Those Pricey Thakur Girls is Anuja Chauhan’s third popular fiction novel. However, I hadn’t read any of Chauhan’s books before this. In fact, I’m not very swift to pick up Indian popular fiction especially because most of them turn out to be quite bullshit, frankly. Anyhow, two of my closest friends from college have read the book and one of them sent this one as a (two-months-advance) birthday gift, and both of them were raving about how amazing the story is so I decided to try it.
Part unwillingness, part sheer apathy for how Indian popfic writers pen down stories made the reading process complicated and LONG! But I dived into Judge Laxmi Narayan Thakur’s (LN to his wife; BJ/Bauji to his daughers) life. LN is an eccentric, suspicious, kot piece playing father to five girls who he names alphabetically. People might find this erratic but my OCD-laden heart finds it adorable and proper. In fact, this detail reminded of a story by Jean McDevitt I’d read as a child – it was about the Apple family and how Mr. Apple tries to find innovative names that compliment the surname, Apple (Mackientosh Apple, Jonathan Apple, Delicious Apple and lastly, Ann Apple). But I digress!
LN’s girls – A for Anjini is married to A for Anant and cannot have children; B for Binodini is married to Vickyji (LN believes this mishap of un-alphabetical disaster has caused her to be wayward and selfish) and has filed a case in court for her share in property; C for Chandralekha has eloped with an Estonian and LN hasn’t spoken to her since; E for Eshwari is in school, and still in tumult about how to express ‘hormonal feelings’ for guys; D for Debjani/Dabbu, our protagonist, is his favourite daughter and reads the news for DeshDarpan and falls for Dylan Singh Shekhawat – our hero: hardworking, honest, handsome journalist.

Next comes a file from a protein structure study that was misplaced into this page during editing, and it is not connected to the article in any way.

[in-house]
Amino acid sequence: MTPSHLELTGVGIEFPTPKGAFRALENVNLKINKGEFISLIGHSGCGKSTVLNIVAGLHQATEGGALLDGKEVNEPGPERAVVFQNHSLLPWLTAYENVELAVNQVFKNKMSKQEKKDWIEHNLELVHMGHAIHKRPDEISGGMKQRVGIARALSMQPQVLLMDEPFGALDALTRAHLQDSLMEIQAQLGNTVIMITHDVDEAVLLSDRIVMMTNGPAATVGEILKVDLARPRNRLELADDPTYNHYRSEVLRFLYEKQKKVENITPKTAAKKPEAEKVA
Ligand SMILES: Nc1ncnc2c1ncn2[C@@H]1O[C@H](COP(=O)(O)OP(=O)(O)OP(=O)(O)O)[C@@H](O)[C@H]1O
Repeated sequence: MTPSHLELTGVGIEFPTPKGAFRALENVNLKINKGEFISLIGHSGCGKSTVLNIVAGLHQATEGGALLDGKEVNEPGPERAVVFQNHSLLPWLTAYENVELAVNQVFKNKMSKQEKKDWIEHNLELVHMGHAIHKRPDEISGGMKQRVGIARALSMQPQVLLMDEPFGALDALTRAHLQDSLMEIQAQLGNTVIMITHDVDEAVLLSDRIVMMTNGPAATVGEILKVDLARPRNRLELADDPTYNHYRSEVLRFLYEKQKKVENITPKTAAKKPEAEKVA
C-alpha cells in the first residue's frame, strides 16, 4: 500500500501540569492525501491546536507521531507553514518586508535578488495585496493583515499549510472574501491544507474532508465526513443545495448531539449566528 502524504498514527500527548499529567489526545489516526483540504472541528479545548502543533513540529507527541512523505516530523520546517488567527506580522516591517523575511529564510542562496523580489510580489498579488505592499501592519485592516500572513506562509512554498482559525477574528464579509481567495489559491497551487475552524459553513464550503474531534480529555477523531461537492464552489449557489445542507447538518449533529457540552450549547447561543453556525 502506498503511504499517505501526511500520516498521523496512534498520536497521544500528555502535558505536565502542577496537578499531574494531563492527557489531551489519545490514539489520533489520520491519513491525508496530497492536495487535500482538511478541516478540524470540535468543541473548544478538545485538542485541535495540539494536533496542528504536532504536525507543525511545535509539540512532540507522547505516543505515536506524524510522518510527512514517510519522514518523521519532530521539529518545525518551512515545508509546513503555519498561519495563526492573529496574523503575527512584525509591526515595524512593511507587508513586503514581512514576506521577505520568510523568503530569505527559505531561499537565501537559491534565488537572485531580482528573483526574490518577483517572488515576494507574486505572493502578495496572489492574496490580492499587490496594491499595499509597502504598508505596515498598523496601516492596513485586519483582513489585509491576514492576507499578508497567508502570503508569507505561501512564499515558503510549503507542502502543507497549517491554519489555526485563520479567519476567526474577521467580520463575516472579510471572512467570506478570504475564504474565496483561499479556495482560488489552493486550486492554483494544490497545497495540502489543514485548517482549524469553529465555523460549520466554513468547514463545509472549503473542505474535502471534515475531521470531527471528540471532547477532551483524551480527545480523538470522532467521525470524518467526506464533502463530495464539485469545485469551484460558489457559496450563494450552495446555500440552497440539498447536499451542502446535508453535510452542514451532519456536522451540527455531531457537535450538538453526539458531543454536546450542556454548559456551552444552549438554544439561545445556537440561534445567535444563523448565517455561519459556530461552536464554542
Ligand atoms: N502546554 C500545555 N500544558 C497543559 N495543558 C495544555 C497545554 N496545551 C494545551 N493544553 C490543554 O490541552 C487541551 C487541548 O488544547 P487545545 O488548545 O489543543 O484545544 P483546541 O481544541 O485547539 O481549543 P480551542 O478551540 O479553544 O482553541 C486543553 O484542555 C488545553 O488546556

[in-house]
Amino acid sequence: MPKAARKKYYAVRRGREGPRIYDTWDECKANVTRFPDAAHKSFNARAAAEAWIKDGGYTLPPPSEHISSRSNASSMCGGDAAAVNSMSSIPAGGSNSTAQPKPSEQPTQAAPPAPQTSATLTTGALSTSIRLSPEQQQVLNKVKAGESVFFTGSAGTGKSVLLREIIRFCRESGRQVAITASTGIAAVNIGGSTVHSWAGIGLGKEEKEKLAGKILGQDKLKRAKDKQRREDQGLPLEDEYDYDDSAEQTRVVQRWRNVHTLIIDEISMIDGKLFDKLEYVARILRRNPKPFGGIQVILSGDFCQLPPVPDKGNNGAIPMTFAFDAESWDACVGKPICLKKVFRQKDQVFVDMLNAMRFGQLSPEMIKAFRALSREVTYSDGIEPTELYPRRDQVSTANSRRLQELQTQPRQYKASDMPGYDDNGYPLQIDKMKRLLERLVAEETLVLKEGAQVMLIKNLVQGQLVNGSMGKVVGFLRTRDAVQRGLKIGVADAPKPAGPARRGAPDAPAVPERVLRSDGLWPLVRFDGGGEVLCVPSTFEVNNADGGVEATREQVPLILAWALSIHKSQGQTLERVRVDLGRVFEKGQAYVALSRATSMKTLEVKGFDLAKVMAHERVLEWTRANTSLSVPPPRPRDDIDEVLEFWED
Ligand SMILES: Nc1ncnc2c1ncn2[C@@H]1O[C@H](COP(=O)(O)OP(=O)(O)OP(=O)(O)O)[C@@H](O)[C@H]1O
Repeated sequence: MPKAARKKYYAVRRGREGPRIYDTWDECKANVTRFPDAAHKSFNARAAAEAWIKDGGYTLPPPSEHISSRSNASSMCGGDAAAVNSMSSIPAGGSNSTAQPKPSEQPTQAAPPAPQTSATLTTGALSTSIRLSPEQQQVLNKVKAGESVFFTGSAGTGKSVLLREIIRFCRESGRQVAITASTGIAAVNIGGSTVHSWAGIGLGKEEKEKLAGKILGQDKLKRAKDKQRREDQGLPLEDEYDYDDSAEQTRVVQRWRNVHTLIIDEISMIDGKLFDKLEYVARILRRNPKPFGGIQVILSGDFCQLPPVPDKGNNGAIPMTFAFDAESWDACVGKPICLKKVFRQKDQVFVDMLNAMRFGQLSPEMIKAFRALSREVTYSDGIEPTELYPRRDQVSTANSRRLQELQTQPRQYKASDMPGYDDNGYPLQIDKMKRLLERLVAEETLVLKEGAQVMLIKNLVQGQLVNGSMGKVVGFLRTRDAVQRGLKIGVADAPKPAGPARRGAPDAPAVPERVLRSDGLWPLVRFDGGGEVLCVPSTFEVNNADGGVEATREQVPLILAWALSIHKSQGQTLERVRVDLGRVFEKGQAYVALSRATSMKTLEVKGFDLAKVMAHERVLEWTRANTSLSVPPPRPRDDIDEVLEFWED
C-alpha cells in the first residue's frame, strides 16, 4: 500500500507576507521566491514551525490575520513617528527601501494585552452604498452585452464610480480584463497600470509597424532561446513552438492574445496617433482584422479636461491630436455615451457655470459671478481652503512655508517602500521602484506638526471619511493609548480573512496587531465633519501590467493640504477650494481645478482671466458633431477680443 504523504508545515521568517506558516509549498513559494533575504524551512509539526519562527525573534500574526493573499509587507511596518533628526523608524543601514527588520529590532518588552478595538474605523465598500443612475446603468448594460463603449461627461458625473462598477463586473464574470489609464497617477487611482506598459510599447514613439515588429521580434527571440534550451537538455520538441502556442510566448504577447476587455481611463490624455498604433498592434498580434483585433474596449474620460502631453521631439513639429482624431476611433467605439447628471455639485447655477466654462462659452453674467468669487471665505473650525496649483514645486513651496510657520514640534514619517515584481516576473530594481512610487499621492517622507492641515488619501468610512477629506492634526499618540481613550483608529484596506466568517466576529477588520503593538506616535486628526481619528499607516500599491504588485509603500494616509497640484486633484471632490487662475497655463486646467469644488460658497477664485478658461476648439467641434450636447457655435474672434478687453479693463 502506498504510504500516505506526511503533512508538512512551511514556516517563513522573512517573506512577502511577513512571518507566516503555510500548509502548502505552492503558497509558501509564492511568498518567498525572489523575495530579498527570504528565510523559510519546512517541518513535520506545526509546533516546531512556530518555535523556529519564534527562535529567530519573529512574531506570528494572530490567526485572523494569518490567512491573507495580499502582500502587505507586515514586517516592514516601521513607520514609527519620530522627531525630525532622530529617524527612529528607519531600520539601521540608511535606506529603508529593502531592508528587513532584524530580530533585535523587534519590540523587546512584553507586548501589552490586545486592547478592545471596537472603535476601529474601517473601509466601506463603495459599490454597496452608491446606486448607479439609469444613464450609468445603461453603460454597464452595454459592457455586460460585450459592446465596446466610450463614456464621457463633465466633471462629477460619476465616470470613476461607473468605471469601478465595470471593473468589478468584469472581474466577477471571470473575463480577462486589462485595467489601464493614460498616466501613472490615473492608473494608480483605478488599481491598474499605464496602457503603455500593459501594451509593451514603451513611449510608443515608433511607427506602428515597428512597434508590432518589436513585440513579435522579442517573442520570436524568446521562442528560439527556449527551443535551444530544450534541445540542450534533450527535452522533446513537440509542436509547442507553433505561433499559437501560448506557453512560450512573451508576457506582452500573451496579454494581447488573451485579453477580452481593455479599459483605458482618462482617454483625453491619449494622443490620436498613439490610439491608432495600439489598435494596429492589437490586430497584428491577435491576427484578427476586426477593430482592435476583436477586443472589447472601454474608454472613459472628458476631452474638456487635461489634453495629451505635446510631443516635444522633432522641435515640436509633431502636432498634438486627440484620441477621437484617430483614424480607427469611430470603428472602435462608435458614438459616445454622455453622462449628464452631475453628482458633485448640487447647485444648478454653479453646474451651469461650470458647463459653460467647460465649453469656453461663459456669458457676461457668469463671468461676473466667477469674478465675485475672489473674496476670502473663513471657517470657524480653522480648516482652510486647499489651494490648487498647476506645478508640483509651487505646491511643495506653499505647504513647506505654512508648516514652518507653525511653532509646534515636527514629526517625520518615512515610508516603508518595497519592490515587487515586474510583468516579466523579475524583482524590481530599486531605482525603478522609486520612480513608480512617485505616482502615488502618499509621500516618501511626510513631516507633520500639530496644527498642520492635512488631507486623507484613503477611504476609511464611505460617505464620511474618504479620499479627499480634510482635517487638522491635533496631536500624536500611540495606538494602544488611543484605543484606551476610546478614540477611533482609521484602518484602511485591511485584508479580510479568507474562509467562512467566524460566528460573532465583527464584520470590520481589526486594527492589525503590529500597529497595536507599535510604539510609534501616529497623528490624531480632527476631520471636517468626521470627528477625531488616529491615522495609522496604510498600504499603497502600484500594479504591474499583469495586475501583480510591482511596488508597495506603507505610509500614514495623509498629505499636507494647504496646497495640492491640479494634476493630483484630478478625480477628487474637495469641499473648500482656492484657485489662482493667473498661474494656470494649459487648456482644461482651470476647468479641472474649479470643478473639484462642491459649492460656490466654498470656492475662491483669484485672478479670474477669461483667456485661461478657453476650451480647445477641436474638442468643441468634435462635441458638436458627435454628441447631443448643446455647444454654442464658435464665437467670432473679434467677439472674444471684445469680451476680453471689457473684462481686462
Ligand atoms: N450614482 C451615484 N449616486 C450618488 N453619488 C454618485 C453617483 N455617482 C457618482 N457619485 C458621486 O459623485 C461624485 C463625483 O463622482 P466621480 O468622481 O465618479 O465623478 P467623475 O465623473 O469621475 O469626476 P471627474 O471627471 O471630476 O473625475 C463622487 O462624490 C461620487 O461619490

The story is set in the early 1980s: DeshDarpan is Doordarshan (obviously), the then-Prime Minister’s (Indira Gandhi) assassination is mentioned, the Sikh riots is the spine of the story. Dylan is chasing Motla (for every Indian story must have a villain) who is accountable for the Sikh riots and is completely smitten by Dabbu’s confidence, her moleonchin and her “love for losers”. The story starts with Dabbu beginning as a newsreader but she grows (?!) throughout the novel into a confident twenty-three old.
The cat on the cover, as my friend puts it, has a role in the story (and the cute little tortoiseshell really does!). The novel is about Delhi sheher in the eighties but there is some very obvious but forgiveable anachronism. The story has Hindi phrases, dialogues and one-liners that tickle the funny bone but sometimes are distracting too. However, it is a 400-page novel and seems to go on and on. It could have been better edited perhaps? Towards the end, it seemed like I was inside a Bollywood movie: police on trains, overpowering politician acting like an ass, hero in the hawalat (YES, SPOILERS!), heroine in copious tears, and then, the quintessential deux ex machina end.
Those Pricey Thakur Girls is hilarious in parts but only a one time read.